If the opposite of the word ‘pro’ is ‘con’, then what is the opposite of the word ‘progress’?


19 posted on 05/12/2012 8:19:54 AM PDT by dfwgator (Don't wake up in a roadside ditch. Get rid of Romney.)
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To: Buckeye Battle Cry

If the GOP holds the House and retakes the Senate there will be more TEA Party types in Congress than there are today. They will hold Romney’s, McConnell’s, and Boehner’s feet to the fire and start this country down the right path. That is why we all need to support Romney; his election will be a holding action until we can get enough TEA Party reinforcements into all levels of government to enact real change and develop real Conservative candidates for future Presidential elections.


20 posted on 05/12/2012 8:33:01 AM PDT by csmusaret (Obama's new slogan: "Fo Mo Mo Fo.")
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To: Tahoe3002

I agree with you; the fault is in the American people; they are hapless underlings.


21 posted on 05/12/2012 8:38:27 AM PDT by Theodore R. (Past is prologue: The American people again let us down in this election cycle.)
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To: Tahoe3002

I agree with you; the fault is in the American people; they are hapless underlings.


22 posted on 05/12/2012 8:38:44 AM PDT by Theodore R. (Past is prologue: The American people again let us down in this election cycle.)
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To: Kaslin

I wonder if one reason the number of self-identified Tea Party members has diminished over the past year or so is because of the realization that the Tea Party would represent a threat of a third party if it became demonstrably large.

Instead, I think many of those who consider themselves Tea Party material have made the decision to cast their lot with the Republican Party, in the hopes of accomplishing exactly what was accomplished when Lugar was thrown out of office.

Splitting off a huge conservative group into a third party would just ensure that Obama and the Dems remain in power, possibly even returning the House to the Democrats in the process.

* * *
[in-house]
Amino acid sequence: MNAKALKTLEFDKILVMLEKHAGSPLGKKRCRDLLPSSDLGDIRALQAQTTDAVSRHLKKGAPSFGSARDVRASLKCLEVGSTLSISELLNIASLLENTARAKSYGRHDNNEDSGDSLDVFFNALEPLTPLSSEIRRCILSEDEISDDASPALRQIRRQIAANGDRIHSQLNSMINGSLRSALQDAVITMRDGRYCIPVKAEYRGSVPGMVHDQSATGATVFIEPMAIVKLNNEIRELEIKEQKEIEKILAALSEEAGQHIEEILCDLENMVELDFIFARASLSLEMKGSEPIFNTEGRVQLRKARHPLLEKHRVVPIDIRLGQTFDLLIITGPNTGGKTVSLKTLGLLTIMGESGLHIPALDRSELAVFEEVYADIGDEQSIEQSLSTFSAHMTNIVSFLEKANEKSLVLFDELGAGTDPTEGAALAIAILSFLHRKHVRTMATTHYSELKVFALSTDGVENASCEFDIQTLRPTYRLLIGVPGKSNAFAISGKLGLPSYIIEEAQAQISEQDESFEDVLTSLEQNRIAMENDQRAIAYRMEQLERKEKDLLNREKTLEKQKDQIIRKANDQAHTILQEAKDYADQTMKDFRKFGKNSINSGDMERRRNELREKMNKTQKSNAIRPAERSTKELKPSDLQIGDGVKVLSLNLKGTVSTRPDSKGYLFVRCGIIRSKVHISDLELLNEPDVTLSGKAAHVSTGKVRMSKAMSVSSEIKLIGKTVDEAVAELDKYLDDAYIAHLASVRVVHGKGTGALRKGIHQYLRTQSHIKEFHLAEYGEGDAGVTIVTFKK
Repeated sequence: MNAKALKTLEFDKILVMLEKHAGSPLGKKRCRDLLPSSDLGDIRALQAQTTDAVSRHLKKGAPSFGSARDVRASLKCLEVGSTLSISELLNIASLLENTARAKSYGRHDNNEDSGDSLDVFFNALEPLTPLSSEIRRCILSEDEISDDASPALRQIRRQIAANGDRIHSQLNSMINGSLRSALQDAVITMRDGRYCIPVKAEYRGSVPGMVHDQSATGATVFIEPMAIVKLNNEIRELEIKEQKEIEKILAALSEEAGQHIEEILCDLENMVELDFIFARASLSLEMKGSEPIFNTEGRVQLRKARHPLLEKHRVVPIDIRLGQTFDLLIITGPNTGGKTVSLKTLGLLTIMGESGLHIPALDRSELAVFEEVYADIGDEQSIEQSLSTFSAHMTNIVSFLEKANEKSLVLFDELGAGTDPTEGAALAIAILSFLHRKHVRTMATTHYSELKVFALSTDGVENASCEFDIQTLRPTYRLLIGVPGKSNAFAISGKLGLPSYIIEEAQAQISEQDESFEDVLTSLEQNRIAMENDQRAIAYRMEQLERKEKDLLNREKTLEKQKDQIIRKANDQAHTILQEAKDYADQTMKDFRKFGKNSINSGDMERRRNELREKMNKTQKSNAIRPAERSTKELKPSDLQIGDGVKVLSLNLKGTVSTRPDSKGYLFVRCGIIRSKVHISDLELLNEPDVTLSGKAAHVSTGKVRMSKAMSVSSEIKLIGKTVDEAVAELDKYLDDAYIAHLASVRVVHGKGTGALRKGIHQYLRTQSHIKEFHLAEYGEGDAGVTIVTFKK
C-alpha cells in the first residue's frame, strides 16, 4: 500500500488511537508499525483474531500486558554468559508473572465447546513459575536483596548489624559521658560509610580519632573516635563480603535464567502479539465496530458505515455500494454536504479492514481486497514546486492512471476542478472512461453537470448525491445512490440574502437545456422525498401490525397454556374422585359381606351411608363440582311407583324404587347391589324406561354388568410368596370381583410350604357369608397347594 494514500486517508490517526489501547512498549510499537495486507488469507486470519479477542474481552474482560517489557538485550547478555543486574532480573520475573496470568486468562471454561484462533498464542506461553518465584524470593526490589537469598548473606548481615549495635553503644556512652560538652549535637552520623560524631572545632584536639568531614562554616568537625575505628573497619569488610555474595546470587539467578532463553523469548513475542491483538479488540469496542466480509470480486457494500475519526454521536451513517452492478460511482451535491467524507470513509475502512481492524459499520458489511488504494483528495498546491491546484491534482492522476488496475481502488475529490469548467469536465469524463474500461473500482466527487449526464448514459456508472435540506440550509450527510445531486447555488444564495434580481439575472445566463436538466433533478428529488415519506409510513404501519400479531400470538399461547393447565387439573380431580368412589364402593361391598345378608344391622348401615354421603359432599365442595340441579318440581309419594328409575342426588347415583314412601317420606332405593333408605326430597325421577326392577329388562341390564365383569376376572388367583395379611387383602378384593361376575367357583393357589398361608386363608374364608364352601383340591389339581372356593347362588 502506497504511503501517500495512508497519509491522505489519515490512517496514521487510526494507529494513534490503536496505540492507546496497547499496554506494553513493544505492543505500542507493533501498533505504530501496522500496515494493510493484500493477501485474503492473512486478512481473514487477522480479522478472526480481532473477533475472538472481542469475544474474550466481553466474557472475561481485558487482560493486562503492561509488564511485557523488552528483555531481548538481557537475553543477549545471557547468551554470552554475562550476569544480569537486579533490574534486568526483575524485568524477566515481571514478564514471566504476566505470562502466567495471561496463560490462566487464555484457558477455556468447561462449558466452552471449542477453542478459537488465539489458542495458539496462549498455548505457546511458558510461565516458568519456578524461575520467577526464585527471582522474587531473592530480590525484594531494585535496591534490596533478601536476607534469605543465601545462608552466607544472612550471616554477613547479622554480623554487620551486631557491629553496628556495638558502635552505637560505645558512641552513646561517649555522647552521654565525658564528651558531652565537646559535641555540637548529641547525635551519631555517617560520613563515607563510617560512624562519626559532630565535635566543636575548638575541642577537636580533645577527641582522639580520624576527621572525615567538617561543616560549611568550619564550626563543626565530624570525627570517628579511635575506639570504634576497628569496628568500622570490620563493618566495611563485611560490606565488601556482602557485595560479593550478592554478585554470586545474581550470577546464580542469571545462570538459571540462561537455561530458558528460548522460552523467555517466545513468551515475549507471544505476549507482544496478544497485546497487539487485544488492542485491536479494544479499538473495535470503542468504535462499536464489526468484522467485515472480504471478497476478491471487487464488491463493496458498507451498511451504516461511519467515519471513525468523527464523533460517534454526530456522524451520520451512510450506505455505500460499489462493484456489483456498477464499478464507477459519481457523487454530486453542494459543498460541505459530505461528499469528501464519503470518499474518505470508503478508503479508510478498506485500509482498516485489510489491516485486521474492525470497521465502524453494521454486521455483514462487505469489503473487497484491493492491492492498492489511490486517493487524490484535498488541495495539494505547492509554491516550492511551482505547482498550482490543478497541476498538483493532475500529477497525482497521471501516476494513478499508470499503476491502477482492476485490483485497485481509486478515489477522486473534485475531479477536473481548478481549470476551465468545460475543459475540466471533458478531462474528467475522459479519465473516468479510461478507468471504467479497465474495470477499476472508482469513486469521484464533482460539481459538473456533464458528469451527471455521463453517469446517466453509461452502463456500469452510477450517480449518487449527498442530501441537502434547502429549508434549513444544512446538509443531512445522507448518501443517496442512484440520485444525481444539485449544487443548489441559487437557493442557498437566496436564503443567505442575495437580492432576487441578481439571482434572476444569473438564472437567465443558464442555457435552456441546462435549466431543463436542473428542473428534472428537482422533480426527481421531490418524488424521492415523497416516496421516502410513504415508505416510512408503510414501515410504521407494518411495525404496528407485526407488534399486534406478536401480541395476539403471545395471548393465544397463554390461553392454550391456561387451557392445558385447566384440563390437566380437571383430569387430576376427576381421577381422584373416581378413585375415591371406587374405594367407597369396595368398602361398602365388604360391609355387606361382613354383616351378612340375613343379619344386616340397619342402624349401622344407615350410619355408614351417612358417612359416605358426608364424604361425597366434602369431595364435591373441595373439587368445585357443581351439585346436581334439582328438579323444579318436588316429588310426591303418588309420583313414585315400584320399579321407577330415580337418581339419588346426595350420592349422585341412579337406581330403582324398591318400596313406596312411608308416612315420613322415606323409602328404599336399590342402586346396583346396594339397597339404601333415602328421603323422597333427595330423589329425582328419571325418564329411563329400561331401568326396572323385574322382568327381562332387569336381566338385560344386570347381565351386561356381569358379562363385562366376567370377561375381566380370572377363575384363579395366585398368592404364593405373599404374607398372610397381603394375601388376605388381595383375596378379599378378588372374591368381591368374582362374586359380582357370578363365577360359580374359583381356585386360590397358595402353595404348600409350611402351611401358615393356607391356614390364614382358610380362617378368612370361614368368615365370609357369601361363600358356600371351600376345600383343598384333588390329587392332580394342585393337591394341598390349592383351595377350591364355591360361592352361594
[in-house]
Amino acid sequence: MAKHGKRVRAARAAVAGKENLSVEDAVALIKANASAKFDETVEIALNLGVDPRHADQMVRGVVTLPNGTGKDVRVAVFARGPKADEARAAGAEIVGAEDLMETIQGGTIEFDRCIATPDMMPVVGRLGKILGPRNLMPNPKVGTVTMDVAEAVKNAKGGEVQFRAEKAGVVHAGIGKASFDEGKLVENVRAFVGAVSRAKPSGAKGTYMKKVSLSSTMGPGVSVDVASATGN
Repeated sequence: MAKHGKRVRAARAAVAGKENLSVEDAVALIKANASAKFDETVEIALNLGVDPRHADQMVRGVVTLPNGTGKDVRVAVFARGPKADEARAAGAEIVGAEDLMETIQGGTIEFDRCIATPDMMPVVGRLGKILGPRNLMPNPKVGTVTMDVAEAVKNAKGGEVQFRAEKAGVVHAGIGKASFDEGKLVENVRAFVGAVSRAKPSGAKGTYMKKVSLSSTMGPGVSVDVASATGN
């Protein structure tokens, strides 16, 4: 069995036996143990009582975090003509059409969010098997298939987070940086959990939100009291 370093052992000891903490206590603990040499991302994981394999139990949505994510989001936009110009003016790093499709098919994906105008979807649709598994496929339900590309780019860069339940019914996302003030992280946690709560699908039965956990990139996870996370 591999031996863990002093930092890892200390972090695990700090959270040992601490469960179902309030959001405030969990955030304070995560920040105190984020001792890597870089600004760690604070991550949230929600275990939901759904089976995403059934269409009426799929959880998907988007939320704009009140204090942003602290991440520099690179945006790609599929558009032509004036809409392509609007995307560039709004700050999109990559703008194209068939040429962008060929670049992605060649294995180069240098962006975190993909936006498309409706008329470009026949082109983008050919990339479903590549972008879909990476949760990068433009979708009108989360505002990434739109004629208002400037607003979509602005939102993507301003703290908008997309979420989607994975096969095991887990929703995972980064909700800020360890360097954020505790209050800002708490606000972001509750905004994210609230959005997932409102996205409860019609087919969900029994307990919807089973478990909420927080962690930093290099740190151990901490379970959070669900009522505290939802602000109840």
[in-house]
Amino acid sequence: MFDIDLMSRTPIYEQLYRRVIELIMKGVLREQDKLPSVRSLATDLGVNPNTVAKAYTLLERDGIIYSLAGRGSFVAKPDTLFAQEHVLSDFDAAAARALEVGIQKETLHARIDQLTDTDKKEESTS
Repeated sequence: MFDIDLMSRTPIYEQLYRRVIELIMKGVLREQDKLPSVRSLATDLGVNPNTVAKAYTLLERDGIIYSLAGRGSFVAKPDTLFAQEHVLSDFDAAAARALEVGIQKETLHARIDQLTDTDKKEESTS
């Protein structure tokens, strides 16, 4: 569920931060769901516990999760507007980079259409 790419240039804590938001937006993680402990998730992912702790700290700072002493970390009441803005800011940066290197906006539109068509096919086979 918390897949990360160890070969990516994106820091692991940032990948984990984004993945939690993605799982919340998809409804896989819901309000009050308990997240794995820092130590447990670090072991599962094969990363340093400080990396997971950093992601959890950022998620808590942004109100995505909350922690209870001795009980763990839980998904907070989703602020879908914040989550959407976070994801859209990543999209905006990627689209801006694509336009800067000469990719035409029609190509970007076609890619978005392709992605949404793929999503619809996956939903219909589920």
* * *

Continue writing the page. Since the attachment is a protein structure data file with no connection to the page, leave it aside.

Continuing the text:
Going at it this way, by keeping the Tea Party within the Republican ranks, is a far better way to accomplish the Tea Party goals. In fact, with enough of a rightward shift (and I think it will be a huge shift), Romney could be dragged well to the right of center and remain there throughout his Presidency. After all, he’s proven that he will move to where the voters of the moment are. If the voters are overwhelmingly moving right, so will he.

On another note, regarding Obama’s latest “enemies list,” at some point a few liberal reporters are going to go off the liberal reservation due to stuff like this. And when they do, they’re going to find themselves on a similar list. If that does happen, it’s going to wake up a lot of liberals to the mess they’ve created, at which point it could get interesting. (Obama’s treatment by the comedy shows will be the best place to gauge whether this process is underway, and how fast it’s progressing, should it ever get started.)


23 posted on 05/12/2012 9:05:50 AM PDT by Norseman (Defund the Left-Completely!)
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To: Sgt_Schultze; Lysandru; Kaslin
In the end, it may be only Mitt’s supreme court justices who have the ability to block the liberal assault on the individual.

You do realize what a faint hope that is?

The Willard will nominate Souters and Kennedys galore. As in Kelo, as in Planned Parenthood vs. Casey, as in Lawrence vs. Texas. Can hardly wait to see Romney's nominees' opinions on the next 2A case.

Lookin' good for our side, if The Willard wins. </s>

24 posted on 05/13/2012 8:54:36 AM PDT by lentulusgracchus